Sports

Andre Marriner: we all make mistakes

Calm down, everybody. Refereeing cock-ups are part of the fun of football.

I feel sorry for Andre Marriner. There, I’ve said it. Call me a ref-lover all you like, but I don’t think the beleaguered official deserves to be crucified for sending off the wrong player.

Marriner has been vilified, ridiculed and even accused of racism after he mistakenly dismissed Kieran Gibbs during Chelsea’s six-nil drubbing of Arsenal at the weekend. There have been shrill demands for Marriner to be axed and, inevitably, calls for the use of video technology. Did Marriner take a bribe? Unlikely. Did he headbutt a player? No. Did he cop a quick grope of Chelsea physio Eva Carneiro? No. Did he flash his todger at the family enclosure? No. He did nothing immoral, illegal, unnatural or depraved. He just made a mistake. That’s all. A simple human error.

Admittedly, it was a pretty astonishing mistake. It was compounded by his refusal to change his mind after Alex Oxlade-Chamberlain appeared to say ‘It was me’. Inexplicable, certainly, but just a mistake. Footballers make mistakes all the time. The game is, after all, played by fallible humans rather than automatons. Nobody calls for FIFA to change the laws of the game when a striker misses a sitter, or a goalkeeper lets the ball slip through his hands. So why do we cry ‘SOMETHING MUST BE DONE!’ after every high-profile refereeing mistake?

It’s fair enough to accuse Marriner of incompetence. If a ref drops a clanger, he can expect to be called all kinds of names by irate fans. Useless, blind, biased, corrupt, illegitimate – you need a thick skin to be a top-flight referee. But the suggestion that Marriner was guilty of a racial gaffe is a bit harsh. ‘All look the same those mixed-race boys’, tweeted talkSPORT presenter Stan Collymore. ‘What is he saying? That they both look the same?’, asked BT Sport pundit Ian Wright. ‘Is he being racist?’, asked his fellow pundit Steve McManaman.

The racialisation of Marriner’s innocent mistake reminds me of the 1998 row over John Motson’s unfortunate remarks about black footballers. ‘There are teams where you have got players who, from a distance, look almost identical’, said Motty. ‘And, of course, with more black players coming into the game, they would not mind me saying that that can be very confusing.’ Motty’s words weren’t malicious or intentionally insulting. At worst, they were a bit clumsy. Yet he was still forced to apologise for his comments. It was a harbinger of the suffocating ‘you can’t say that’ culture that has now enveloped football.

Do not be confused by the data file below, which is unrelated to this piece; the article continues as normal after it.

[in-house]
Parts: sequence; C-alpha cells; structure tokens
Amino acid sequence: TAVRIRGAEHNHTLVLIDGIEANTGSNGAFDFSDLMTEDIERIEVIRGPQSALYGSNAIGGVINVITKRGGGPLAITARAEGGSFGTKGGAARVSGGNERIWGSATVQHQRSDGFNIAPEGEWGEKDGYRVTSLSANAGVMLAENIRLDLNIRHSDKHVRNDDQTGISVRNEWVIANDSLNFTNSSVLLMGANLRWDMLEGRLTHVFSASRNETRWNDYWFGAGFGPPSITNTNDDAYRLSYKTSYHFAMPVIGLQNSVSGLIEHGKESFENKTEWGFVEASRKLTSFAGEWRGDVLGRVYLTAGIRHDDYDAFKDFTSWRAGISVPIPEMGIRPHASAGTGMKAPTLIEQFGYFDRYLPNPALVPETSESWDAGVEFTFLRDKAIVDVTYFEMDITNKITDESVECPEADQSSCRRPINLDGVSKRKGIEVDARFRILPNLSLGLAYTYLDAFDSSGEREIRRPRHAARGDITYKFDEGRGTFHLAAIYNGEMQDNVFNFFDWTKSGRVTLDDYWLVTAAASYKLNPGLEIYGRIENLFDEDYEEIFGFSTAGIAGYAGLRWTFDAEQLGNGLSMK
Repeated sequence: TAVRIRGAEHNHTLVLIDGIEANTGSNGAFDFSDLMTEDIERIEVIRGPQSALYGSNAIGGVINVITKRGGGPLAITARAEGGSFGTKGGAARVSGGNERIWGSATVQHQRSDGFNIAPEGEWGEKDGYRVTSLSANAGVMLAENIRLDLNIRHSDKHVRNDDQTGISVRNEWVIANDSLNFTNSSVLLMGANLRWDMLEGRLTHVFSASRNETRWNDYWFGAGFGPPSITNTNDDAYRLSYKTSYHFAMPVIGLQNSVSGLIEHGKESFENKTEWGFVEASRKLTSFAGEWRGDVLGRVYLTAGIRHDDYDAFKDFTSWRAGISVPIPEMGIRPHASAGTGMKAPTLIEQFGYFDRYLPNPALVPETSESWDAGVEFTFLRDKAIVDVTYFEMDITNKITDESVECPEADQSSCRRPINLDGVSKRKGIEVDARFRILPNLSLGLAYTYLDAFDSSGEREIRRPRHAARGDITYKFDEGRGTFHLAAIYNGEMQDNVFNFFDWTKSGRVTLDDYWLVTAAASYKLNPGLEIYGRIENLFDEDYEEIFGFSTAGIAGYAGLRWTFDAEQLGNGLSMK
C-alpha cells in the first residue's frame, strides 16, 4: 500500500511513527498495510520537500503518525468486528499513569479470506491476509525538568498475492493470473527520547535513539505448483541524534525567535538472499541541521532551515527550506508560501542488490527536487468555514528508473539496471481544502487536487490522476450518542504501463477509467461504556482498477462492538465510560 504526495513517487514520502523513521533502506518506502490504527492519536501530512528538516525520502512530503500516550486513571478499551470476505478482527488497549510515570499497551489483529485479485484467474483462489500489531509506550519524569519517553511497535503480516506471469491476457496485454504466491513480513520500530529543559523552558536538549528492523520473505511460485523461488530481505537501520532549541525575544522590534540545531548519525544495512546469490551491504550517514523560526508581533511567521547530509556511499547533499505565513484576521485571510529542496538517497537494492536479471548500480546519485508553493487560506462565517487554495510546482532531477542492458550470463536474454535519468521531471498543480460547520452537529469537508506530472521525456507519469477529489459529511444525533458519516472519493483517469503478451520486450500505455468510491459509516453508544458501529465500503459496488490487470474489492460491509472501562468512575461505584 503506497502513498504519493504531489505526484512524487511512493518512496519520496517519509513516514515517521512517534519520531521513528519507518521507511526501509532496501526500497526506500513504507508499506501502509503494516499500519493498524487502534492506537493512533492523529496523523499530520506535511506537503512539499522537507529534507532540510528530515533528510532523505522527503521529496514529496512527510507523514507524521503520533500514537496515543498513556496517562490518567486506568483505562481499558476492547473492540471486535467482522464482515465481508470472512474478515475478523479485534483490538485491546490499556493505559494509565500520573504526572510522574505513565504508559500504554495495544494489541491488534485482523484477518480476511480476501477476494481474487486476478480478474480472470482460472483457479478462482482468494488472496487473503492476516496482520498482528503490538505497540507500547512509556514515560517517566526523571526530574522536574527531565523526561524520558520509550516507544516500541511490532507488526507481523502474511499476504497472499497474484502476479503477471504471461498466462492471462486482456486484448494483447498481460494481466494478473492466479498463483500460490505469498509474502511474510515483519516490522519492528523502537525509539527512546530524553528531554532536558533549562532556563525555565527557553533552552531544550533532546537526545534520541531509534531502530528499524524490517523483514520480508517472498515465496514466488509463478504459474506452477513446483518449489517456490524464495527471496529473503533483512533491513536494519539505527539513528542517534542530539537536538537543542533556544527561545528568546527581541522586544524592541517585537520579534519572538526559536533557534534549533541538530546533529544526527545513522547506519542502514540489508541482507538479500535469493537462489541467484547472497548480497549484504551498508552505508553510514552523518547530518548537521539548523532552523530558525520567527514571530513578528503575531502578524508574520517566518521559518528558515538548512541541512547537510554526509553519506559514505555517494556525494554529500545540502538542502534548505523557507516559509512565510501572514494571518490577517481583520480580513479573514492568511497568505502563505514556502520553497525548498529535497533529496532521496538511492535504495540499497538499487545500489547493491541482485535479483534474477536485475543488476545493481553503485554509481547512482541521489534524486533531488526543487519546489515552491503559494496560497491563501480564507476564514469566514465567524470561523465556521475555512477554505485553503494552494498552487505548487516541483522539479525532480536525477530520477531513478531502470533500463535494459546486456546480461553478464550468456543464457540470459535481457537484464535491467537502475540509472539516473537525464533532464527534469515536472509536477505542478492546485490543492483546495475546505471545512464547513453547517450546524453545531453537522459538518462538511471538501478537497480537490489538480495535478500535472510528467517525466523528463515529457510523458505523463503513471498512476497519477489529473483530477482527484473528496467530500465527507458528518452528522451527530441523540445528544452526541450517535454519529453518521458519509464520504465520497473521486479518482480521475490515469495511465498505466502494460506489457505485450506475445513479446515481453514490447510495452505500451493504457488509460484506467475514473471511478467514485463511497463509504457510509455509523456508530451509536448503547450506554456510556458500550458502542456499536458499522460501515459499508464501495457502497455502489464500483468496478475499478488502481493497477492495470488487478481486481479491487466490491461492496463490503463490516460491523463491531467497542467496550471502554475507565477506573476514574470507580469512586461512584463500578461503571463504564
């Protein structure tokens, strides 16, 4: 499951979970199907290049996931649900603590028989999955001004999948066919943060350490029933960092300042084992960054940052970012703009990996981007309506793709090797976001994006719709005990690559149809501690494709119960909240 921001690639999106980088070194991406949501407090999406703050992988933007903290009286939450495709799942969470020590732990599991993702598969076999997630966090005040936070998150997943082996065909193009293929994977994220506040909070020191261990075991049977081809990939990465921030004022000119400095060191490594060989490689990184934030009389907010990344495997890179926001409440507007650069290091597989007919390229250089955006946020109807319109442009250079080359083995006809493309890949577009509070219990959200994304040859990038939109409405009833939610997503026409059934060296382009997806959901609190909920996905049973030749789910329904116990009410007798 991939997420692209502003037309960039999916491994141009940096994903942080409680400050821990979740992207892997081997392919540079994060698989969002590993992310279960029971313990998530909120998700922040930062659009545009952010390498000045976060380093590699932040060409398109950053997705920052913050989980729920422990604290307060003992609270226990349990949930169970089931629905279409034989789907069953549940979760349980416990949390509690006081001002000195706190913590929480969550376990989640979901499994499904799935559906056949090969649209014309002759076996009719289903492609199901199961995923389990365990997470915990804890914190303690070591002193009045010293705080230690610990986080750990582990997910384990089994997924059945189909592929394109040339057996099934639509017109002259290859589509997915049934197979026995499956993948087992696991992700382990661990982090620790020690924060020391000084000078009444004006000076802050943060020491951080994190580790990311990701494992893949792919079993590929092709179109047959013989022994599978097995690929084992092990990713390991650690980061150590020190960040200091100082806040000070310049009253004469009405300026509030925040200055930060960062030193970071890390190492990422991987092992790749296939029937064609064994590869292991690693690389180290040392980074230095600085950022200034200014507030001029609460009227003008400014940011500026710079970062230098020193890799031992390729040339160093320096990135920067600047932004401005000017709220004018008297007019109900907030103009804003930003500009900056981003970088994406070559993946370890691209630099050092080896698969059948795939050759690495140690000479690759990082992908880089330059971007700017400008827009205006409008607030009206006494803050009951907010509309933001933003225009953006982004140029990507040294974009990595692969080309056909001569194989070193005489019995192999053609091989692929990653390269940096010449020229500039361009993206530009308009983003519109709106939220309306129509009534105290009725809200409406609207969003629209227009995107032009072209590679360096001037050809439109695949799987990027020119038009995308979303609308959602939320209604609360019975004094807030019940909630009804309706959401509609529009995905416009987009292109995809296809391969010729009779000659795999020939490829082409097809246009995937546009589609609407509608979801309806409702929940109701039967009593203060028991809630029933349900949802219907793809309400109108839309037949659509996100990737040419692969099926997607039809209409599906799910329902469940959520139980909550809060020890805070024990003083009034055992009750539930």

Predictably, the Marriner incident has reignited the interminable debate over video technology. ‘It is clearly an anomaly in such a technical age that the officials have no access to replays’, declared Henry Winter in the Telegraph. But I don’t think a video-referral system would work in football. Unlike cricket, rugby or tennis, football isn’t an episodic, stop-start sport with natural breaks in play during which video replays could be scrutinised. The natural flow of the game is all-important in football. If we introduce lengthy video referrals every time there is a disputed handball or offside flag, we run the risk of seriously disfiguring the game we know and love.

I’m fine with goal-line technology because whether or not a ball crossed the line is a simple factual decision that can be immediately communicated to referees. But to introduce technology into other areas of refereeing decision-making is inherently problematic. It’s extremely rare for a ref to send off the wrong player. Most of the controversial refereeing decisions involve a large dollop of subjectivity. TV pundits, who have the benefit of numerous replays and different camera angles, often fail to agree on disputed penalty or handball decisions. So introducing a decision-referral system simply won’t put an end to refereeing controversies.

We are frequently told that opponents of video technology, such as FIFA president Sepp Blatter, are dinosaurs standing in the way of progress. Herr Blatter may be a tad reptilian, I grant you, but this still doesn’t amount to a compelling case for video technology. What would happen if FIFA changed nothing? A couple of years ago, Emmanuel Adebayor suggested that bad refereeing decisions were ‘killing’ football. If that were true, where’s the evidence? Are fans ripping up their season tickets? Are they cancelling their Sky subscriptions? Of course not. Dodgy refereeing decisions don’t diminish the popular appeal of football. If anything, they spice up the drama. Marriner’s red-card blunder transformed a rather bog-standard rout of Arsenal – the sort of thing we see on a regular basis – into a thoroughly entertaining grand farce.

Everton manager Roberto Martinez is one of the few voices of sanity in this debate. ‘There will be errors and there will be misjudgments and mistakes, but I think that’s part of football and you need to accept it’, he said, after Andre Marriner’s howler. He’s right. Do we really want football to be clinical and error-free? I don’t think so. We want sporting excellence, but we also need to be entertained. We want skill and courage and glory. But we need the spills as well as the thrills. We want to cheer and sing and cry, but we also need to piss ourselves laughing. We want heroes, but we also need panto villains like Andre Marriner.

So, you can keep your video refs and decision-referral systems. Hurrah for shit referees. Long live human error!

Duleep Allirajah is spiked’s sports columnist. Follow him on Twitter @DuleepOffside.

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